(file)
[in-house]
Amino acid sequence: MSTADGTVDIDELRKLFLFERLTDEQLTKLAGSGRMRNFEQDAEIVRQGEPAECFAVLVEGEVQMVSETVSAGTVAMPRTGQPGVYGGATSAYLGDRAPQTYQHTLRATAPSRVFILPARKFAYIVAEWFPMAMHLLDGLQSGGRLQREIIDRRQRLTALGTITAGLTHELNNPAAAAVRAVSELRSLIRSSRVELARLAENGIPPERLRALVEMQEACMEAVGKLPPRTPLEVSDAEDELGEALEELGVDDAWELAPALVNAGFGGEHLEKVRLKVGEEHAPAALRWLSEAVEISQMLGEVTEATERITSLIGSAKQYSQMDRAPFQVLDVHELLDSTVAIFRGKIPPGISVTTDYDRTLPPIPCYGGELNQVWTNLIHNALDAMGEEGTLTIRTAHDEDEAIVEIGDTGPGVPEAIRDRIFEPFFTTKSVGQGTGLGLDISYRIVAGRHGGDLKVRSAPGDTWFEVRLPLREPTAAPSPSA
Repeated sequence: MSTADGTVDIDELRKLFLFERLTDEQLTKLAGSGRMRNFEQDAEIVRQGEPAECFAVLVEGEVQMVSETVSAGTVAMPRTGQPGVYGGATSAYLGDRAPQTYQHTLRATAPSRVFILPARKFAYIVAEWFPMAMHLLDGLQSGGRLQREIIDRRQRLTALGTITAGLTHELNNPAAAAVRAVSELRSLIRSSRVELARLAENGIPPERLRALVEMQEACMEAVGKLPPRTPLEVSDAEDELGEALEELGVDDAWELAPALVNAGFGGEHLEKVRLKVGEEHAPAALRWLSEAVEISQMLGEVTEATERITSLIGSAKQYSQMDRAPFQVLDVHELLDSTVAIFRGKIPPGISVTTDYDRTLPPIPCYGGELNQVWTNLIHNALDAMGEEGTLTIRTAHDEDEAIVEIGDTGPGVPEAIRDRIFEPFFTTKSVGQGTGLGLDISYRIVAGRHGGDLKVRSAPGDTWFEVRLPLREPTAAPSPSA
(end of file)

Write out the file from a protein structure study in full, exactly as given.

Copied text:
[in-house]
Amino acid sequence: MSTADGTVDIDELRKLFLFERLTDEQLTKLAGSGRMRNFEQDAEIVRQGEPAECFAVLVEGEVQMVSETVSAGTVAMPRTGQPGVYGGATSAYLGDRAPQTYQHTLRATAPSRVFILPARKFAYIVAEWFPMAMHLLDGLQSGGRLQREIIDRRQRLTALGTITAGLTHELNNPAAAAVRAVSELRSLIRSSRVELARLAENGIPPERLRALVEMQEACMEAVGKLPPRTPLEVSDAEDELGEALEELGVDDAWELAPALVNAGFGGEHLEKVRLKVGEEHAPAALRWLSEAVEISQMLGEVTEATERITSLIGSAKQYSQMDRAPFQVLDVHELLDSTVAIFRGKIPPGISVTTDYDRTLPPIPCYGGELNQVWTNLIHNALDAMGEEGTLTIRTAHDEDEAIVEIGDTGPGVPEAIRDRIFEPFFTTKSVGQGTGLGLDISYRIVAGRHGGDLKVRSAPGDTWFEVRLPLREPTAAPSPSA
Repeated sequence: MSTADGTVDIDELRKLFLFERLTDEQLTKLAGSGRMRNFEQDAEIVRQGEPAECFAVLVEGEVQMVSETVSAGTVAMPRTGQPGVYGGATSAYLGDRAPQTYQHTLRATAPSRVFILPARKFAYIVAEWFPMAMHLLDGLQSGGRLQREIIDRRQRLTALGTITAGLTHELNNPAAAAVRAVSELRSLIRSSRVELARLAENGIPPERLRALVEMQEACMEAVGKLPPRTPLEVSDAEDELGEALEELGVDDAWELAPALVNAGFGGEHLEKVRLKVGEEHAPAALRWLSEAVEISQMLGEVTEATERITSLIGSAKQYSQMDRAPFQVLDVHELLDSTVAIFRGKIPPGISVTTDYDRTLPPIPCYGGELNQVWTNLIHNALDAMGEEGTLTIRTAHDEDEAIVEIGDTGPGVPEAIRDRIFEPFFTTKSVGQGTGLGLDISYRIVAGRHGGDLKVRSAPGDTWFEVRLPLREPTAAPSPSA